You’ll start your journey at the eastern boundary of Rocky Mountain National Park in Estes Park. After exploring Estes Park, the next morning you’ll have the pleasure of driving Rocky Mountain National Park’s highway to the sky, Trail Ridge Road National Scenic Byway, before you reach the Colorado River Headwaters Scenic Byway. Bring a picnic lunch with you, since only the Alpine Visitor Center has snacks and there are no restaurants on Trail Ridge Road. Plan to take your time as you cross the park, and even spend most of the day. When Trail Ridge Road ends it flows right into the Colorado River Headwaters Scenic Byway at Grand Lake. After an overnight in Grand Lake, spend Day Three driving the Colorado River Headwaters Scenic Byway, exploring small historic towns of Granby, Hot Sulphur Springs, Kremmling and State Bridge, along with the museums in each of the towns to explore local heritage.
With more than 60 peaks rising over 12,000 feet, Rocky Mountain National Park is a true Rocky Mountain high. A dozen magnificent alpine lakes feed the headwaters of the Colorado River – the same river that cut the Grand Canyon! Countless breathtaking vistas range from 8,000 to 14,259 feet with a third of the park above the tree line. Scenic vistas and well-placed overlooks allow you to take in the Park’s awe-inspiring landscapes at your leisure. Take a five-minute stroll for a magnificent view of Forest Canyon, Hayden Gorge and Gorge Lakes at Forest Canyon Overlook. Stand on the Rock of the Rockies at Rock Cut and Rainbow Curb, elevated more than two miles above sea level. At Milner Pass, the Trail Ridge Road meets the Continental Divide National Scenic Trail. Take your time and savor the views.
Six buildings in the Heritage Park Museum illustrate ranching heritage in Grand County, including MacElroy Livery Barn, the Hermitage Ranch House, a 1915 Forest Service Ranger Station, the Ritschard family fishing cabin, the original Kremmling jail, and the old railroad depot. Each building is outfitted to showcase a different aspect of life in the area in the early 1900s.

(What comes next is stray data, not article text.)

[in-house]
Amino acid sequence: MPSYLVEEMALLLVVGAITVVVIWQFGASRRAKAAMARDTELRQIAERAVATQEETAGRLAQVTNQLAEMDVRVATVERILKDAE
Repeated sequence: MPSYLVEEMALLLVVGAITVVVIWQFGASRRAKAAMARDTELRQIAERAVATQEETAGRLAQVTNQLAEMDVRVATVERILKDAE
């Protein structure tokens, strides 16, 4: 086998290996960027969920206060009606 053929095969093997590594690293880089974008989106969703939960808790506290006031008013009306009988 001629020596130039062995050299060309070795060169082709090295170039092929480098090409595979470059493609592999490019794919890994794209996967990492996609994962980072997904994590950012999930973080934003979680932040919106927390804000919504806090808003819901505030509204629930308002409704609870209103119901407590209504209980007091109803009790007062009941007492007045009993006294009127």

Did you know that the entire state of Colorado was one beneath a vast sea? A visit to Kremmling’s Fossil Ridge features the largest specimens of the Cretaceous group including giant ammonites and other marine invertebrate fossils that lived in the sea 70 million years ago.
After your tour of Estes Park, get ready for a birds-eye view without hiking up mountains. The Estes Park Aerial Tram whisks you above the treetops to the summit of Prospect Mountain. One of few European-style cable cars operating in America, instead of using towers to support the wires, the tram travels across a free span of wires strung between top and bottom stations. Spend your time at the top marveling at the stunning views and get photographs of the gorgeous panoramas.
Winding through 50 miles of forest and mountain landscapes, Trail Ridge Road National Scenic Byway, an incredibly scenic road that offers access to the diverse ecosystems that characterize the higher regions of the central Rocky Mountains. When first driving the road in 1931, the head of the National Park Service was awe inspired, saying “it is hard to describe the sensation this new road is going to make. You will have the whole sweep of the Rockies before you in all directions – a scenic wonder road of the world.” Up beyond the aspen, ponderosa pine, fir and spruce, it’s usually 20 or 30 degrees cooler. Vistas from the marked pullovers sweep north to Wyoming, east to the Front Range and West into the heart of the Rockies. Along the way, wildlife, colorful ground hugging plants, debris from Ice Age glaciers and lush mountain meadows are common. Stretch your legs on the Tundra World Nature Trail, a half-hour walk beginning at Rock Cut.
After dinner, stroll along The Riverwalk following the Big Thompson and Fall Rivers as they wind through the heart of downtown Estes Park. Wander past babbling brooks and beautiful sights, statues, bridges, fountains and more all along the way.
Operating as a hotel from 1892 to 1946, the Kauffman House is the only remaining log hotel constructed on the frontier. Today, exhibits tell the story of life in the early days of Colorado, featuring clothing, furniture, dolls, iron kitchen ware, books, quilts, stereopticon photos and more.